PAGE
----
July 12, 2009

WSJ: RomneyCare’s Failures in MA Not ‘Widely Known’; I Wonder Why?

Filed under: Economy,Health Care,MSM Biz/Other Bias,Taxes & Government — Tom @ 10:57 am

RomneySignsHealthBill0406An editorial in yesterday’s Wall Street Journal bemoaned the fact that the state-run health system in Massachusetts is failing, and that its implosion isn’t common knowledge.

Formally known as CommonwealthCare, the Massachusetts scheme has the political name of “RomneyCare,” in “honor” of the Bay State governor and former presidential candidate who championed its passage in 2006.

The Journal understands that the Bay State Blowup is one of the media’s least-covered stories because exposure of CommonwealthCare’s true results would make all too clear the awaiting disasters found in the various versions of ObamaCare Congress is considering for the entire country.

The Journal editorial yesterday primarily addressed what I’ll call the “free rider” problem (link to outside blog post added by me; bolds are mine):

In a rational world, the prognosis for ObamaCare would wait on the evidence in Massachusetts, given that the commonwealth’s 2006 program closely resembles what Democrats are trying to do in Washington. If the results were widely known, it might be dead on arrival.

The Massachusetts law, which was championed by former GOP Governor Mitt Romney, imposed an individual mandate, requiring nearly all residents to buy health insurance or else pay a penalty. (The exceptions are those who qualify for the state’s public program.) This was supposed to cover everybody and save money too. We’ve written before about how costs have exploded, but it also turns out that consumers have other ideas.

Well, the returns are rolling in, and a useful case study comes from the community-based health plan Harvard-Pilgrim. CEO Charlie Baker reports that his company has seen an “astonishing” uptick in people buying coverage for a few months at a time, running up high medical bills, and then dumping the policy after treatment is completed and paid for. Harvard-Pilgrim estimates that between April 2008 and March 2009, about 40% of its new enrollees stayed with it for fewer than five months and on average incurred about $2,400 per person in monthly medical expenses. That’s about 600% higher than Harvard-Pilgrim would have otherwise expected.

The individual mandate penalty for not having coverage is only about $900, so people seem to be gaming the Massachusetts system. “This is a problem,” Mr. Baker writes on his blog, in the understatement of the year. “It is raising the prices paid by individuals and small businesses who are doing the right thing by purchasing twelve months of health insurance, and it’s turning the whole notion of shared responsibility on its ear.”

Mr. Baker is right, though he underestimates the extent to which it is rational for people to do this, considering the government-mandated incentives. To one degree or another all insurance pools require the younger and healthier to subsidize the older and sicker, though part of the risk-sharing bargain is the hedge against unanticipated or future health problems — i.e., true insurance. The combination of guaranteed issue and community rating actively encourages parts of the healthier population to forgo coverage and thus blow up voluntary risk pools. No doubt our politicians will conclude that the solution is to raise the penalty for going uninsured, though it would be easier and more rational to let insurance markets function without mandates.

But the statist politicians who dominate the Massachusetts legislature didn’t want “easier” and “more rational”; they wanted “more controlled” and, with Ted Kennedy cheering them on (see picture above), “more national.” The failure to recognize this ultimate objective, and to thus get co-opted into concocting a scheme that he naively thought would be enough to appease the statists, is Mitt Romney’s most obvious economic policy failure as Bay State governor.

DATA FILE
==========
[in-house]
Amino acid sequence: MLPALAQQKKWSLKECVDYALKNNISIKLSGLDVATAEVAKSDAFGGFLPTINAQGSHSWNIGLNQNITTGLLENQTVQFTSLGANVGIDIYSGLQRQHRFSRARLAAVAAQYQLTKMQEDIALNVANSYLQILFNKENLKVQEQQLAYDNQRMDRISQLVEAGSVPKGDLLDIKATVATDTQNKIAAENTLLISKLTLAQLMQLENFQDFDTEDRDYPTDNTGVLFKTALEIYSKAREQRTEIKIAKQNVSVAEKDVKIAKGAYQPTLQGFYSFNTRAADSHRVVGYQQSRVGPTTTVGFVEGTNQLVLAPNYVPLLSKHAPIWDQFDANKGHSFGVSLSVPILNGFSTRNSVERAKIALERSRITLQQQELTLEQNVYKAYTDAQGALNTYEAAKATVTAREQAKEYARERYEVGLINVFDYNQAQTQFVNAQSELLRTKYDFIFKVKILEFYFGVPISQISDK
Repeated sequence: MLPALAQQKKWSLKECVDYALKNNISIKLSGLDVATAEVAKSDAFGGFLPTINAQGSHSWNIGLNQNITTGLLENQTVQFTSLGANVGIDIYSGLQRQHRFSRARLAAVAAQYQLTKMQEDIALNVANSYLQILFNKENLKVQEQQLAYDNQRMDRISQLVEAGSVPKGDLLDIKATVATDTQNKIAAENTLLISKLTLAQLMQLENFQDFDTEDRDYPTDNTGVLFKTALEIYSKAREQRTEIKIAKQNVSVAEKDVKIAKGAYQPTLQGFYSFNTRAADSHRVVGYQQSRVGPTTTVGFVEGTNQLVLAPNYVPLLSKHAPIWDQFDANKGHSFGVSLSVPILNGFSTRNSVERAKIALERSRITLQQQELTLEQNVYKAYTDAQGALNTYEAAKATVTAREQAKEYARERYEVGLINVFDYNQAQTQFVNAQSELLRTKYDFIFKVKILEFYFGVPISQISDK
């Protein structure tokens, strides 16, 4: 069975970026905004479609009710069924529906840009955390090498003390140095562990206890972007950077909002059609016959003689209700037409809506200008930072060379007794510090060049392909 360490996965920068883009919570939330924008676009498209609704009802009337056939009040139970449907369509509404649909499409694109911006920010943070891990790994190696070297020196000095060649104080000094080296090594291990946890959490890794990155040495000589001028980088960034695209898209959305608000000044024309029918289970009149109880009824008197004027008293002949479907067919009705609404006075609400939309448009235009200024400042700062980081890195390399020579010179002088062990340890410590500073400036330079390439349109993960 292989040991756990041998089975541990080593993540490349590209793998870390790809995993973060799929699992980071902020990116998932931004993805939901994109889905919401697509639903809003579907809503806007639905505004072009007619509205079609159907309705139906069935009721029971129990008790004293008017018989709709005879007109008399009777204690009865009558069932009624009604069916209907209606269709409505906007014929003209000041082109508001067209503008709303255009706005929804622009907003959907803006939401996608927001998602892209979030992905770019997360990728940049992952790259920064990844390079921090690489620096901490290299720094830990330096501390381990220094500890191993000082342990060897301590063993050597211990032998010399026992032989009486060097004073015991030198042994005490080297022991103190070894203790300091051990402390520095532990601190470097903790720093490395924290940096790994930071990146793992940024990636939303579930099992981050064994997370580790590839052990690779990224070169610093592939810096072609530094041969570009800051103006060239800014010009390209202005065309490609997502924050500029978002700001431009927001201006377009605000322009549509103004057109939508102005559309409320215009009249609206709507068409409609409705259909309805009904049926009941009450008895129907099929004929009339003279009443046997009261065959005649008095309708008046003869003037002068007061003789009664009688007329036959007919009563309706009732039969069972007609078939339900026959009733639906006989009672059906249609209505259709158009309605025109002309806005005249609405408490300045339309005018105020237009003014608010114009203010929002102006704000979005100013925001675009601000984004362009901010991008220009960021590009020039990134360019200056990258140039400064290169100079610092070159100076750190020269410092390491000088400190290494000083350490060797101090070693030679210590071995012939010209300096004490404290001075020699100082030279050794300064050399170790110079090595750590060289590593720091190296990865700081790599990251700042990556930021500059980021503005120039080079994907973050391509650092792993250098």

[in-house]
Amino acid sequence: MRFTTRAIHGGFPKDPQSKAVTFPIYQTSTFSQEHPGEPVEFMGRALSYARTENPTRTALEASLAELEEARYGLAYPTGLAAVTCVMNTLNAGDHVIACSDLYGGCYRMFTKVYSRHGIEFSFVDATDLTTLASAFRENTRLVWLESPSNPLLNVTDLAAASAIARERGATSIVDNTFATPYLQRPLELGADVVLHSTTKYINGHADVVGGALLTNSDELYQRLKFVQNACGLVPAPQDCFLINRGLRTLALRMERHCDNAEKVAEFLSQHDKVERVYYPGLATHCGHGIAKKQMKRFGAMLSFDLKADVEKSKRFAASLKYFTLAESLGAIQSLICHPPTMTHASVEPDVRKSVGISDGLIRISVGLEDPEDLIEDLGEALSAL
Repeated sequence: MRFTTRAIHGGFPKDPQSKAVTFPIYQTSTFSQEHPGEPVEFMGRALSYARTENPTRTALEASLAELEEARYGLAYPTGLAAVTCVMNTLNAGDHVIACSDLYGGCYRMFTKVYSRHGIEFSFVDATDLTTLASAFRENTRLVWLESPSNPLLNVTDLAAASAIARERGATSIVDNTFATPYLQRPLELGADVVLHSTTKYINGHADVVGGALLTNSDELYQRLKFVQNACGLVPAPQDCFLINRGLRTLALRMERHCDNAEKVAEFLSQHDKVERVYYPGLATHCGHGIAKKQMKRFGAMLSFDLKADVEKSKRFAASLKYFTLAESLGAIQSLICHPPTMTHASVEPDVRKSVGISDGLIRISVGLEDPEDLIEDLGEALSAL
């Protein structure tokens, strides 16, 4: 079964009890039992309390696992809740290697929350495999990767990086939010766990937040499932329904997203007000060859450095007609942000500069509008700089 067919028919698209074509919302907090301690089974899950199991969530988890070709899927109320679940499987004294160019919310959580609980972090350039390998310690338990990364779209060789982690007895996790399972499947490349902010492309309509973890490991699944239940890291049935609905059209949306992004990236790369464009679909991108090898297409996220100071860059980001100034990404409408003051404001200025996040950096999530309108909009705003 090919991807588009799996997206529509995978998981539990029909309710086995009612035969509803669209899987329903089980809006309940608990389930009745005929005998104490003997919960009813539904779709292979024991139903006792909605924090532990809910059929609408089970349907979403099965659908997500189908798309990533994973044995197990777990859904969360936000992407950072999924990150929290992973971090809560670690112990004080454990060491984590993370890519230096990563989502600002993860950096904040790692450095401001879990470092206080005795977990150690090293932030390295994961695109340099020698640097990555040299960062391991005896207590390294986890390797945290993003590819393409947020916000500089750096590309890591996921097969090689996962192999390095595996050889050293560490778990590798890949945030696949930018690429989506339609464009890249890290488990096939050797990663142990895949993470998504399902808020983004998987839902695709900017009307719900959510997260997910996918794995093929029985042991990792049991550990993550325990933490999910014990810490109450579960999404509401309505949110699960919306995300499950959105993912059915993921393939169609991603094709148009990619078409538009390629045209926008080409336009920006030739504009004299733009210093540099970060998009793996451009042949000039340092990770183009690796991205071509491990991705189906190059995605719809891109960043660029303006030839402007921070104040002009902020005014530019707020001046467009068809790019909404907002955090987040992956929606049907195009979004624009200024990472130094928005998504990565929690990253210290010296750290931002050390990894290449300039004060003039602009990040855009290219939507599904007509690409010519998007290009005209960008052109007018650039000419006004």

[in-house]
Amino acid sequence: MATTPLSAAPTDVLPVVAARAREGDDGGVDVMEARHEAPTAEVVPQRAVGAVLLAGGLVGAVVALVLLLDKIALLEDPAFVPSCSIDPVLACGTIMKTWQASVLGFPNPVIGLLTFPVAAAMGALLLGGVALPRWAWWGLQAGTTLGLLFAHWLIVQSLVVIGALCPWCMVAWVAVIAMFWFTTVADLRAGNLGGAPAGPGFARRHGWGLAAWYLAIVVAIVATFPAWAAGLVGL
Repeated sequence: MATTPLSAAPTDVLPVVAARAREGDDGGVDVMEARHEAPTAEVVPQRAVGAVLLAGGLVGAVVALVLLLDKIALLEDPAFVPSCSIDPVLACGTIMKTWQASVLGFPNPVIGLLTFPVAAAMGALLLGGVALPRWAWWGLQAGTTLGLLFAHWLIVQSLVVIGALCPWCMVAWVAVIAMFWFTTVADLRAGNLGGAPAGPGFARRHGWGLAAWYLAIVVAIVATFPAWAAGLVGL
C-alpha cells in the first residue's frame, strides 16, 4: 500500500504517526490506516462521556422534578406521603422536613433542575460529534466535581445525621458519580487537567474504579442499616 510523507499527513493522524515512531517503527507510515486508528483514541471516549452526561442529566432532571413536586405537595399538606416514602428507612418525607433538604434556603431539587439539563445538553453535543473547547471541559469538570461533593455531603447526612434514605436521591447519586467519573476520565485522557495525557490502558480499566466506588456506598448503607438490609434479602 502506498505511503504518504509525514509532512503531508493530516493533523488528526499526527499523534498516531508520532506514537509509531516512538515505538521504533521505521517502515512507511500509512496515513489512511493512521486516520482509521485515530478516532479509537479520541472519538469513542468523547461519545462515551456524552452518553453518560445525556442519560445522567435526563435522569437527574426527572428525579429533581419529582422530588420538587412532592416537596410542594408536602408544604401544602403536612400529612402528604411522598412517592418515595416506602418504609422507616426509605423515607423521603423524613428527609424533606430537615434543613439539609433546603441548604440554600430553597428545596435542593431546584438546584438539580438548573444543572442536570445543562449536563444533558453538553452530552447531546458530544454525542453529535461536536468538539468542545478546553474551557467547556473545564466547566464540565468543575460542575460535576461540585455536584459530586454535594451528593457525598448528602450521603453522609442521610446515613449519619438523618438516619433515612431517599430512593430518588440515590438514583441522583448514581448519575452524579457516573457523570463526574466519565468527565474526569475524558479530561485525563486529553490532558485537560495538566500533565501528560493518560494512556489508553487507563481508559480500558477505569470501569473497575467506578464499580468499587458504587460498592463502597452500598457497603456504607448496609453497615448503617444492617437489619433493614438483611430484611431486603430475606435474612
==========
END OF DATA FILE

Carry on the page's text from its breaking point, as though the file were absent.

As to the media, almost nothing of what is going wrong in Massachusetts gets reported outside of New England. Even when problems do get noticed, newspapers like the Boston Globe persist in describing CommonwealthCare aka RomneyCare as a “grand experiment” and “trailblazing.” Rationing is already occurring; yet a Globe reporter recently described the 12% cost cuts necessary to stay within budget as mere “trimming.”

If the failures of state-run health care in Massachusetts were more widely known, the clear and imminent failure of what might become ObamaCare would be drop-dead obvious. That would seem to explain the statist solutions uber alles establishment media’s disinterest.

Cross-posted at NewsBusters.org.

With Obamanomics, We’re Not Even $eeing Green

Filed under: Business Moves,Economy,Taxes & Government — Tom @ 10:00 am

Note: This item originally appeared at Pajamas Media and was teased at BizzyBlog on Friday morning.

Money flowing into the Treasury has been on a yearlong downward spiral.


In much of the Midwest, 2009 thus far has been a year of record rains, lots of snow, and lots of record low temperatures.

The bad news is that this year’s weather has presented unwanted challenges to farmers attempting to get their planting done in time, and that flooding has caused terrible hardship in some areas. The upside, besides the fact that it’s yet another anecdotal nail in the coffin of global warming alarmists, is that 2009′s weather thus far has made keeping the grass green a much easier task for most homeowners. When they look outside, they see usually see healthy green growth, and would agree that this year’s climate, for all of its other problems, has been pretty good for growing a lawn.

What in the world does this have to do with government receipts? Plenty, in a metaphorical sense. You see, in the spring of 2008, U.S. government coffers, like this spring’s Midwestern grass, also experienced a lot of healthy green growth. That’s because, despite the fact that the alleged recession-deciders at the National Bureau of Economic Research (NBER) still believe otherwise, the U.S. economy’s climate was pretty good. In fact, the results were so positive that the NBER’s apparent failure to consider federal receipt growth in their recession determination decision should be seen as almost negligent.